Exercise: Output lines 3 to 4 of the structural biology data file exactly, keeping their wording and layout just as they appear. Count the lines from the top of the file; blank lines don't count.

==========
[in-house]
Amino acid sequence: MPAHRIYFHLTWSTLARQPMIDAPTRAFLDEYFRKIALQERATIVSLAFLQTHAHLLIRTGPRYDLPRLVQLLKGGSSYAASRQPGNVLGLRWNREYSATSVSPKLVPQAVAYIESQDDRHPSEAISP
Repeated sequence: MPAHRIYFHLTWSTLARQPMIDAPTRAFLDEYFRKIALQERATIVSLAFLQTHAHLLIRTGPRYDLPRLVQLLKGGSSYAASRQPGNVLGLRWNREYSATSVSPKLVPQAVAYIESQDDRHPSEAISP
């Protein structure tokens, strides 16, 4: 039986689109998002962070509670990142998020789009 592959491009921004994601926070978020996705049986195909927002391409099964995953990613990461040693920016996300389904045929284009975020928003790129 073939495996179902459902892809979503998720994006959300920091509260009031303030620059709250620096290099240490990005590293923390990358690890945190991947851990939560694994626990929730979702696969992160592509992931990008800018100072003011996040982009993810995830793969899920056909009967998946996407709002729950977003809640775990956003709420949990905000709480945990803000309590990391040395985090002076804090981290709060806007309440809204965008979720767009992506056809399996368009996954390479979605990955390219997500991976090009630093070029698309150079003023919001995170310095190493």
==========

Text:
Repeated sequence: MPAHRIYFHLTWSTLARQPMIDAPTRAFLDEYFRKIALQERATIVSLAFLQTHAHLLIRTGPRYDLPRLVQLLKGGSSYAASRQPGNVLGLRWNREYSATSVSPKLVPQAVAYIESQDDRHPSEAISP
């Protein structure tokens, strides 16, 4: 039986689109998002962070509670990142998020789009 592959491009921004994601926070978020996705049986195909927002391409099964995953990613990461040693920016996300389904045929284009975020928003790129 073939495996179902459902892809979503998720994006959300920091509260009031303030620059709250620096290099240490990005590293923390990358690890945190991947851990939560694994626990929730979702696969992160592509992931990008800018100072003011996040982009993810995830793969899920056909009967998946996407709002729950977003809640775990956003709420949990905000709480945990803000309590990391040395985090002076804090981290709060806007309440809204965008979720767009992506056809399996368009996954390479979605990955390219997500991976090009630093070029698309150079003023919001995170310095190493």